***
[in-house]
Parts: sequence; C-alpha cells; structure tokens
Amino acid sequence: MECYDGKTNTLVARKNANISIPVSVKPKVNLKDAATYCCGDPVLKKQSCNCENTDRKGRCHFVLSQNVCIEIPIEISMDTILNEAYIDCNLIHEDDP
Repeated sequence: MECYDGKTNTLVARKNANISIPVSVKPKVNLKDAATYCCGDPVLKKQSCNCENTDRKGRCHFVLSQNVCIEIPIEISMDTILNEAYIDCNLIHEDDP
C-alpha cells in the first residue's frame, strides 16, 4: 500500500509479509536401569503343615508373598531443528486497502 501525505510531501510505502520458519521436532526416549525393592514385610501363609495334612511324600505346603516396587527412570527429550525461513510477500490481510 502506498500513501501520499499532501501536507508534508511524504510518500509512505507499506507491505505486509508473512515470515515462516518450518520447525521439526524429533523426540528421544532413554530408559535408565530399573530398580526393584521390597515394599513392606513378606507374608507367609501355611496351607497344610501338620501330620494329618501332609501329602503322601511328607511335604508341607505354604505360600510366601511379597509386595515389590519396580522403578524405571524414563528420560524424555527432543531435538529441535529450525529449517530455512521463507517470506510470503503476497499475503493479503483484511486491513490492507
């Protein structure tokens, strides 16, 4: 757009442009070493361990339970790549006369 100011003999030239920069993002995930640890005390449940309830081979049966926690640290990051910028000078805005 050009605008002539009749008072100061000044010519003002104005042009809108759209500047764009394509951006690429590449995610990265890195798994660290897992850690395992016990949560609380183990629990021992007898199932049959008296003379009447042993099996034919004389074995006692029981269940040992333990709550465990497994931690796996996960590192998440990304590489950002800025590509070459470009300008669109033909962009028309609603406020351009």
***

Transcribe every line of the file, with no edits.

[in-house]
Parts: sequence; C-alpha cells; structure tokens
Amino acid sequence: MECYDGKTNTLVARKNANISIPVSVKPKVNLKDAATYCCGDPVLKKQSCNCENTDRKGRCHFVLSQNVCIEIPIEISMDTILNEAYIDCNLIHEDDP
Repeated sequence: MECYDGKTNTLVARKNANISIPVSVKPKVNLKDAATYCCGDPVLKKQSCNCENTDRKGRCHFVLSQNVCIEIPIEISMDTILNEAYIDCNLIHEDDP
C-alpha cells in the first residue's frame, strides 16, 4: 500500500509479509536401569503343615508373598531443528486497502 501525505510531501510505502520458519521436532526416549525393592514385610501363609495334612511324600505346603516396587527412570527429550525461513510477500490481510 502506498500513501501520499499532501501536507508534508511524504510518500509512505507499506507491505505486509508473512515470515515462516518450518520447525521439526524429533523426540528421544532413554530408559535408565530399573530398580526393584521390597515394599513392606513378606507374608507367609501355611496351607497344610501338620501330620494329618501332609501329602503322601511328607511335604508341607505354604505360600510366601511379597509386595515389590519396580522403578524405571524414563528420560524424555527432543531435538529441535529450525529449517530455512521463507517470506510470503503476497499475503493479503483484511486491513490492507
């Protein structure tokens, strides 16, 4: 757009442009070493361990339970790549006369 100011003999030239920069993002995930640890005390449940309830081979049966926690640290990051910028000078805005 050009605008002539009749008072100061000044010519003002104005042009809108759209500047764009394509951006690429590449995610990265890195798994660290897992850690395992016990949560609380183990629990021992007898199932049959008296003379009447042993099996034919004389074995006692029981269940040992333990709550465990497994931690796996996960590192998440990304590489950002800025590509070459470009300008669109033909962009028309609603406020351009």